• Glue may be used, but at the end of the day, it's an end-grain-to-face-grain joint with very little glue area. It is a fundamentally weak joint, relying on the material strength much more than most other jointing systems.
  • The head of the screw is basically going through end grain and pulls on it along its shearing/splitting axis, to hold the joint together. The thread end of the screw might be better, as it's into face grain, but that depends on the thickness of that component. The thickness limits the screw depth*.
  • Any countersunk screw head in this context acts as a wedge, trying to split the thin and weak end grain between the pocket hole itself and the mating part of the joint.

If you are not stressing the joint, for example just using PHJ to hold a face frame together or onto a strong carcase, the above probably doesn't matter. On the other hand, if you are using pocket hole joinery close to its realistic maximums for joint strength, and/or there are reasons why the joint might be stressed in use (note that PHJ often uses no glue at all, relying on the screws alone), I'd say using the right screws can be critical.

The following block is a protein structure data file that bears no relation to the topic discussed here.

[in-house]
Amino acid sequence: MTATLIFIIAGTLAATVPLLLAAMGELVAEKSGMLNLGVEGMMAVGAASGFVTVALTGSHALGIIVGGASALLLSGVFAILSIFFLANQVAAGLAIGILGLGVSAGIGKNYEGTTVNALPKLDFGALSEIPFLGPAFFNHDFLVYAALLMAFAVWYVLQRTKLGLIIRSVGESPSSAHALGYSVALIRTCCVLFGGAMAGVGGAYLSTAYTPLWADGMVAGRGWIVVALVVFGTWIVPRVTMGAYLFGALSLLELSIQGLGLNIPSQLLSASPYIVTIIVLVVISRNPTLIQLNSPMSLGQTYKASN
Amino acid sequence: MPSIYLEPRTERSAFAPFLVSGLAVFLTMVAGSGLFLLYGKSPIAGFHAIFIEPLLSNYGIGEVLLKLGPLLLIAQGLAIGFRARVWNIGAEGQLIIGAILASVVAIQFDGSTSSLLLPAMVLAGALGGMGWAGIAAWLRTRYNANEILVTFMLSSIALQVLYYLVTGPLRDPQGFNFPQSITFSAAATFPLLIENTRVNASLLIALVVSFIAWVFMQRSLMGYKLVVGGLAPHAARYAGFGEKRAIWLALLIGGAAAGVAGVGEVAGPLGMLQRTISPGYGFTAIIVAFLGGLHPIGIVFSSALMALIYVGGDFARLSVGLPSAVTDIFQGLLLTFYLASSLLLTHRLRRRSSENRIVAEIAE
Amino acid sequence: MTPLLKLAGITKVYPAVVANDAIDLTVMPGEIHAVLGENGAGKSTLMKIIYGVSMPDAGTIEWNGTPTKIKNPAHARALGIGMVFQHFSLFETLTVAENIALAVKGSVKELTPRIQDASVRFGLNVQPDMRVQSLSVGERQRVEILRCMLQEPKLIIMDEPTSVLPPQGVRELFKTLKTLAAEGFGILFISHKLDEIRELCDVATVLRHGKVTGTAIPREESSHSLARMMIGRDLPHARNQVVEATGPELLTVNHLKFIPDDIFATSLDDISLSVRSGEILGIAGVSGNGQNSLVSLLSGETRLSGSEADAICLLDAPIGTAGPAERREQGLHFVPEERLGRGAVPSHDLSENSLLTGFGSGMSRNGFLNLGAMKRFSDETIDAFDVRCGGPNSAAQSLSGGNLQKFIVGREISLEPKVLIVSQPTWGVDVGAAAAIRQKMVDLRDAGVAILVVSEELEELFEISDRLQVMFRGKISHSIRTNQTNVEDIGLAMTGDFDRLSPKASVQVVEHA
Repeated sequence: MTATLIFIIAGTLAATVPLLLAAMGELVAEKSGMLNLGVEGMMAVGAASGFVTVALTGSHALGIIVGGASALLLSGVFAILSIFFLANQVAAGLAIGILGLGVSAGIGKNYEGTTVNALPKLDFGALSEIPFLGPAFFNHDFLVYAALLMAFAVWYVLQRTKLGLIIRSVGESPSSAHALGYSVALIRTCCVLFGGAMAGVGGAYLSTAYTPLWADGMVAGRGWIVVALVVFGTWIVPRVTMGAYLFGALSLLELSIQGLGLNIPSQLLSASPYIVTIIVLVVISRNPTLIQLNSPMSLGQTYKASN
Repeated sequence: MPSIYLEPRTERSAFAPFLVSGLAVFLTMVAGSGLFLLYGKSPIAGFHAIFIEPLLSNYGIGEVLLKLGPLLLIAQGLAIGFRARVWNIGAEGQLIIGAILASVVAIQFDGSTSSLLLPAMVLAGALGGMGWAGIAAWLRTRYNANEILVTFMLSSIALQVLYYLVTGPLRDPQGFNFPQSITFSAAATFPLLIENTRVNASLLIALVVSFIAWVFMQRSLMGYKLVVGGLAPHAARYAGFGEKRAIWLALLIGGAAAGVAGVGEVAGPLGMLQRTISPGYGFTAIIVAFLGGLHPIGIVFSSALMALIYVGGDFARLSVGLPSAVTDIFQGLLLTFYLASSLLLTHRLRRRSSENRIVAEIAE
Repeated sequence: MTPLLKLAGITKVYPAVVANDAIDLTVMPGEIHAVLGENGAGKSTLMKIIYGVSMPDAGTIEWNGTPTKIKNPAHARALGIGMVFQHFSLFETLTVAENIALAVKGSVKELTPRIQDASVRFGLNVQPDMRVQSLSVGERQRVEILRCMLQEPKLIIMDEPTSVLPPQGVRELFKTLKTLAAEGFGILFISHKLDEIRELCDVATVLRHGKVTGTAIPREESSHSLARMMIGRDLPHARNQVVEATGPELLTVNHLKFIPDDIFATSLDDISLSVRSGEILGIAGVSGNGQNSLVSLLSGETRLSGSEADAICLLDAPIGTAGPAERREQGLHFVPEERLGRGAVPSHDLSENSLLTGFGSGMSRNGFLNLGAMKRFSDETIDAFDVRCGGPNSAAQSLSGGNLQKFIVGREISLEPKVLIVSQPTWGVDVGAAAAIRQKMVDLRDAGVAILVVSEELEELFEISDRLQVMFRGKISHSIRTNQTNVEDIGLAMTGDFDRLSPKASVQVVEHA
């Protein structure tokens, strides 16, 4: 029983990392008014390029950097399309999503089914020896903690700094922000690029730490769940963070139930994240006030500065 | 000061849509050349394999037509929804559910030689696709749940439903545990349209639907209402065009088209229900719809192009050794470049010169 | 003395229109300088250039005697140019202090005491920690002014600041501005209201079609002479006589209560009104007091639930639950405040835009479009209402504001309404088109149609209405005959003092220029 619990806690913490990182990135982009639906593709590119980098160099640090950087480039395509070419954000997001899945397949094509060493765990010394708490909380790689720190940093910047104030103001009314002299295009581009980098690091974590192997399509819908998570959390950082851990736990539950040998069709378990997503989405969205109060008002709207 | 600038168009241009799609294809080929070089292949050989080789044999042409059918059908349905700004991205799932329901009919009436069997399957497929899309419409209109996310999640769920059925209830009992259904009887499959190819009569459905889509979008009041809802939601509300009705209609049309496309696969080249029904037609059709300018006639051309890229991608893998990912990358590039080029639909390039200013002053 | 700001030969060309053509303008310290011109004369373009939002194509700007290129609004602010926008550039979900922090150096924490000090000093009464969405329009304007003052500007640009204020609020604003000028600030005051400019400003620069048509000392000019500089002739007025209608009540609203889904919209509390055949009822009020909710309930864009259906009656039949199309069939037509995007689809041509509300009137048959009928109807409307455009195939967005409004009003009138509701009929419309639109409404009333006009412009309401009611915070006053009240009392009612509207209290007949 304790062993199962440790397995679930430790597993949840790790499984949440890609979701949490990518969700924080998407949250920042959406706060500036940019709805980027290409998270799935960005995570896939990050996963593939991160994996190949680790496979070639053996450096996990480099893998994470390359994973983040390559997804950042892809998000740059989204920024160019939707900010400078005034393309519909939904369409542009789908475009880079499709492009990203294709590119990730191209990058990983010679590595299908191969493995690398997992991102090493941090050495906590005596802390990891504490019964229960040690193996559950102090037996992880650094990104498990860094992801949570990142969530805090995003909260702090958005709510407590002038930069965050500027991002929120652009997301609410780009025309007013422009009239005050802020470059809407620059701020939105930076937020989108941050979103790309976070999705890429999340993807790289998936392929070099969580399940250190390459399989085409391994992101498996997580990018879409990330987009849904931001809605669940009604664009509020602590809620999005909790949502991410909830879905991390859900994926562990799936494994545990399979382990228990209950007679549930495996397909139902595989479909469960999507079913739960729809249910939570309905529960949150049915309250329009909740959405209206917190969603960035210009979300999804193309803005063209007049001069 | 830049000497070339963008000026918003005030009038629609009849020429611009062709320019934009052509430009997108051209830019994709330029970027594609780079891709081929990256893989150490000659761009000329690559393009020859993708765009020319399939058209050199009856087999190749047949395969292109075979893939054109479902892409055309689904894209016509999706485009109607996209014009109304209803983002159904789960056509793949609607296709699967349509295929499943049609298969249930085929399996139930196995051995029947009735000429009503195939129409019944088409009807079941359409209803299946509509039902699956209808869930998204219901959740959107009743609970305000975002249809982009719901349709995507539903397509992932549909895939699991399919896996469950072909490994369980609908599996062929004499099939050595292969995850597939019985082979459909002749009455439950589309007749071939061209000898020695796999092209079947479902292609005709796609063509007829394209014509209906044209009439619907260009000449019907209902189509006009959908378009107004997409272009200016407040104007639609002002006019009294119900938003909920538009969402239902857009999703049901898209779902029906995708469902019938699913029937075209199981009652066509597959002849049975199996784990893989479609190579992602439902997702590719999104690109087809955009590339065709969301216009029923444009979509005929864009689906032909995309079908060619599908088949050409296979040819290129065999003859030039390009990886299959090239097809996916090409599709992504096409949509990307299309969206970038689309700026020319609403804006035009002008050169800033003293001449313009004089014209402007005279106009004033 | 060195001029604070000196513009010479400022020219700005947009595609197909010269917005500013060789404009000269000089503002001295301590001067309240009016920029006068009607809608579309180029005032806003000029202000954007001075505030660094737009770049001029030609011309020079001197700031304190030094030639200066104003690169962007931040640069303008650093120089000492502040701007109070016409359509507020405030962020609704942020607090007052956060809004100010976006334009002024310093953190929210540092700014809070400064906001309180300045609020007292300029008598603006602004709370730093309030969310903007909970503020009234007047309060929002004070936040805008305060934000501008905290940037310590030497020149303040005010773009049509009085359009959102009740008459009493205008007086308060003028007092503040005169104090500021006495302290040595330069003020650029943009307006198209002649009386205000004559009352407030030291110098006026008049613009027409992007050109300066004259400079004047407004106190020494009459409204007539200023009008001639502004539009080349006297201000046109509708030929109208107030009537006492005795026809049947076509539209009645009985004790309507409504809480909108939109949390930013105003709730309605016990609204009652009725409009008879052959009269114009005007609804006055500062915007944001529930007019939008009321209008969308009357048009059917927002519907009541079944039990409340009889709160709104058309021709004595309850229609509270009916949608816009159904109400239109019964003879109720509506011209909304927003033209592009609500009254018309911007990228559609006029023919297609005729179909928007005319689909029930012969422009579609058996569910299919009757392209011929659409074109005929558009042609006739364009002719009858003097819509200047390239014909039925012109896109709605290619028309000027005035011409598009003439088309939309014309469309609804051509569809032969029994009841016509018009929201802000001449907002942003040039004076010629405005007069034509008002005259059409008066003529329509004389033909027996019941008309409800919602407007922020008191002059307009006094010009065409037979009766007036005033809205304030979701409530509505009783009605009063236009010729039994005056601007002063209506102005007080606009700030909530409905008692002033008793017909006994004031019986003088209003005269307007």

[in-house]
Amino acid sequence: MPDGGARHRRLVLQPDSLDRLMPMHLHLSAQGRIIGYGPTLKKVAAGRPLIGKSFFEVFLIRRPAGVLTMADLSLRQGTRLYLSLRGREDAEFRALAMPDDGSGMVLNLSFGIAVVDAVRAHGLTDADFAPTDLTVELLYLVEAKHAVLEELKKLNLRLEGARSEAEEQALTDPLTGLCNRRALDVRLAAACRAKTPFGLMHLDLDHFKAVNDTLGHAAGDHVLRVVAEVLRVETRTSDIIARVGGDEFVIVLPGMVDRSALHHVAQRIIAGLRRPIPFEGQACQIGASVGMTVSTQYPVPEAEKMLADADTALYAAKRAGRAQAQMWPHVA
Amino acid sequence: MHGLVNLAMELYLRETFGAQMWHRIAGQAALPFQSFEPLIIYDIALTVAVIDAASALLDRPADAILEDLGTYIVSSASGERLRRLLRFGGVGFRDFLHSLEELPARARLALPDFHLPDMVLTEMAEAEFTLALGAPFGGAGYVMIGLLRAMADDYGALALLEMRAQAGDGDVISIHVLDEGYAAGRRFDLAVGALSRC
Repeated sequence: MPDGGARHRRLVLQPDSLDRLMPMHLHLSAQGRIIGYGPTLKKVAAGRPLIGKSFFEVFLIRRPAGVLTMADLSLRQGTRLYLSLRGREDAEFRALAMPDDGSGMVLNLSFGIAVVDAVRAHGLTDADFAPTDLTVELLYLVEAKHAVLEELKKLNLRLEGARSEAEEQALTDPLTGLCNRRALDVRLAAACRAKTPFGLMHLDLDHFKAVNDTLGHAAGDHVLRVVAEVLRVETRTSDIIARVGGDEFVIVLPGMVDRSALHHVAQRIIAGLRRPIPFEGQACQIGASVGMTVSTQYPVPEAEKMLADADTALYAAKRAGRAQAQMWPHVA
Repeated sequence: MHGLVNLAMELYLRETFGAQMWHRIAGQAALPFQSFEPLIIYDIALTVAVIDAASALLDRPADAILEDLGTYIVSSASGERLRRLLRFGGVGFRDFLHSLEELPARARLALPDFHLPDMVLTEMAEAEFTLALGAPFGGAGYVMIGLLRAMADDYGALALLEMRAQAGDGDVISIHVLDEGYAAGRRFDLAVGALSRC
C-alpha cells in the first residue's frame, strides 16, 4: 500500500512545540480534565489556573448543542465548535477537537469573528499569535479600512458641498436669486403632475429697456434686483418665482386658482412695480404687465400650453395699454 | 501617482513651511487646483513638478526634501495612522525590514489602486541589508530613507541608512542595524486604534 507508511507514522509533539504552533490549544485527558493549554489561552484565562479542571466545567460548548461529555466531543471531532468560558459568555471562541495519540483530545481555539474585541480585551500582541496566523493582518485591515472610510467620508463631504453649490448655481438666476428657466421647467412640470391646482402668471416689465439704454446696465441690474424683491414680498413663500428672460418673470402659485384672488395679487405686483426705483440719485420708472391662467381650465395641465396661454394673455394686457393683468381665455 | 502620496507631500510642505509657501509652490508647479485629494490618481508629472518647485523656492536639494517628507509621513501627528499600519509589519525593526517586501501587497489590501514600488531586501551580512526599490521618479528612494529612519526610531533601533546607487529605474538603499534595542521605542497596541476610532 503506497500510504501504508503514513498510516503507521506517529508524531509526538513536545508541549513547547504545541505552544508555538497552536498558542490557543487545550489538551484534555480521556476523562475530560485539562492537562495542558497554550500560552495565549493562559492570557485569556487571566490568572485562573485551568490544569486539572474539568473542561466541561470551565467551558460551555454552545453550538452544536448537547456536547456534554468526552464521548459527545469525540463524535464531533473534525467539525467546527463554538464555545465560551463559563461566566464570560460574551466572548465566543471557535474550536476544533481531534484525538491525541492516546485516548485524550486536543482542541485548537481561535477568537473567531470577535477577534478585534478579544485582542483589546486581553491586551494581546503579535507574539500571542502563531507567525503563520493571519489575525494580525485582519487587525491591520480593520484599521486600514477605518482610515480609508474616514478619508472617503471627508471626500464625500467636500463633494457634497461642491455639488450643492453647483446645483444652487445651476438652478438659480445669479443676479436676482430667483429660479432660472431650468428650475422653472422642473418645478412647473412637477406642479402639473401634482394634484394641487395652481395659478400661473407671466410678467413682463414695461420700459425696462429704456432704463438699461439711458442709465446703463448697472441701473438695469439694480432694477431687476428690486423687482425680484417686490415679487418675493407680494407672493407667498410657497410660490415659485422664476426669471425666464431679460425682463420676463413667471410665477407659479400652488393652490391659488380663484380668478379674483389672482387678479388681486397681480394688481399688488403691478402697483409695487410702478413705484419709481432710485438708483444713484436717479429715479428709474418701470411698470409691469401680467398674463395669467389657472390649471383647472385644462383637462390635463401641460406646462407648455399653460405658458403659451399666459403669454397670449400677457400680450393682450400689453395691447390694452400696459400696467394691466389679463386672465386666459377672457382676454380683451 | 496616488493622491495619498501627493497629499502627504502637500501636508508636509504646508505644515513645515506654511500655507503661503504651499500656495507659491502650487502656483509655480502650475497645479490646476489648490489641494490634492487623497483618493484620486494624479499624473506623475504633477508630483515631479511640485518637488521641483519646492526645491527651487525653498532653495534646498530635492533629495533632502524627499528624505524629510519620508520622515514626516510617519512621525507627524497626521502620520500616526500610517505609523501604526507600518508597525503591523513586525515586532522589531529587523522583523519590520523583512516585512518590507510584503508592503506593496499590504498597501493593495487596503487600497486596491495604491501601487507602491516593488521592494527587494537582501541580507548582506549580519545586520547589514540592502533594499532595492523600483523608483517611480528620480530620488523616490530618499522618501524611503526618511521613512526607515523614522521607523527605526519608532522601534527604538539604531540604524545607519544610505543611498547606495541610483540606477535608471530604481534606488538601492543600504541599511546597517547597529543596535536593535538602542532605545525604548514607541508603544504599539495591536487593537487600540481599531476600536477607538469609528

As I said in an earlier post, the reason for the flange is to get as big a bearing area onto the end grain as possible, and to not cause a wedge with the associated splitting forces.

OK, tin hat on head, heading for the bunker now... (hammer)

E. (who likes pocket hole joinery and uses it, despite its limitations)

*Kreg chose screws with an axial cut down the point, so they can get closer to the visible surface of the face-grain material without blowing out the other side -- useful when using the system in chipboard, etc. It's another good reason for using their screws - you can get the maximum screw depth possible when doing carcases.
By novocaine
#1261224
when I use pocket holes (not all that often but sometimes they are useful) I use normal screws with a washer on the back. I've got a massive box of dirt cheap washers that lives in my screw boxes. fairly sure it is cheaper than the kreg screws but really it's so I don't have to order in something special and hold them in stock for the rare occasion I do use them.